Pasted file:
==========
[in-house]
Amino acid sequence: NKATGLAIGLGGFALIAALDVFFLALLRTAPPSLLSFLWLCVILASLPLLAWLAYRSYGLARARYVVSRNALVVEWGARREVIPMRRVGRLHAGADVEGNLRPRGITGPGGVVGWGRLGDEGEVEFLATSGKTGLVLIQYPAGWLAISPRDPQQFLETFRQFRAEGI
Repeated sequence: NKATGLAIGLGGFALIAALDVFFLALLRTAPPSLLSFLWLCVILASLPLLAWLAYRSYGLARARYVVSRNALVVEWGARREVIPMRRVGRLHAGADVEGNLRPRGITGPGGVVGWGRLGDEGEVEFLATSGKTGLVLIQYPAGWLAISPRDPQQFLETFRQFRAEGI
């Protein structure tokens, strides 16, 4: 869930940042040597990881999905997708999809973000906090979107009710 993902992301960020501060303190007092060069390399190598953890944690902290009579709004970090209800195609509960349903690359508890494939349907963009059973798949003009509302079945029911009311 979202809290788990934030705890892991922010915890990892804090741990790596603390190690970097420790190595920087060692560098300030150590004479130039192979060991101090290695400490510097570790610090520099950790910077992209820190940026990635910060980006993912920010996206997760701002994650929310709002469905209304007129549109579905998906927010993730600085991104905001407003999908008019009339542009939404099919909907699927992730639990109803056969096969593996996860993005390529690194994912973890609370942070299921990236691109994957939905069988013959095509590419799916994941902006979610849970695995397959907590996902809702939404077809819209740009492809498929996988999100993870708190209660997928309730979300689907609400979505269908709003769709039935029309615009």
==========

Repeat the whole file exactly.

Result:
[in-house]
Amino acid sequence: NKATGLAIGLGGFALIAALDVFFLALLRTAPPSLLSFLWLCVILASLPLLAWLAYRSYGLARARYVVSRNALVVEWGARREVIPMRRVGRLHAGADVEGNLRPRGITGPGGVVGWGRLGDEGEVEFLATSGKTGLVLIQYPAGWLAISPRDPQQFLETFRQFRAEGI
Repeated sequence: NKATGLAIGLGGFALIAALDVFFLALLRTAPPSLLSFLWLCVILASLPLLAWLAYRSYGLARARYVVSRNALVVEWGARREVIPMRRVGRLHAGADVEGNLRPRGITGPGGVVGWGRLGDEGEVEFLATSGKTGLVLIQYPAGWLAISPRDPQQFLETFRQFRAEGI
């Protein structure tokens, strides 16, 4: 869930940042040597990881999905997708999809973000906090979107009710 993902992301960020501060303190007092060069390399190598953890944690902290009579709004970090209800195609509960349903690359508890494939349907963009059973798949003009509302079945029911009311 979202809290788990934030705890892991922010915890990892804090741990790596603390190690970097420790190595920087060692560098300030150590004479130039192979060991101090290695400490510097570790610090520099950790910077992209820190940026990635910060980006993912920010996206997760701002994650929310709002469905209304007129549109579905998906927010993730600085991104905001407003999908008019009339542009939404099919909907699927992730639990109803056969096969593996996860993005390529690194994912973890609370942070299921990236691109994957939905069988013959095509590419799916994941902006979610849970695995397959907590996902809702939404077809819209740009492809498929996988999100993870708190209660997928309730979300689907609400979505269908709003769709039935029309615009």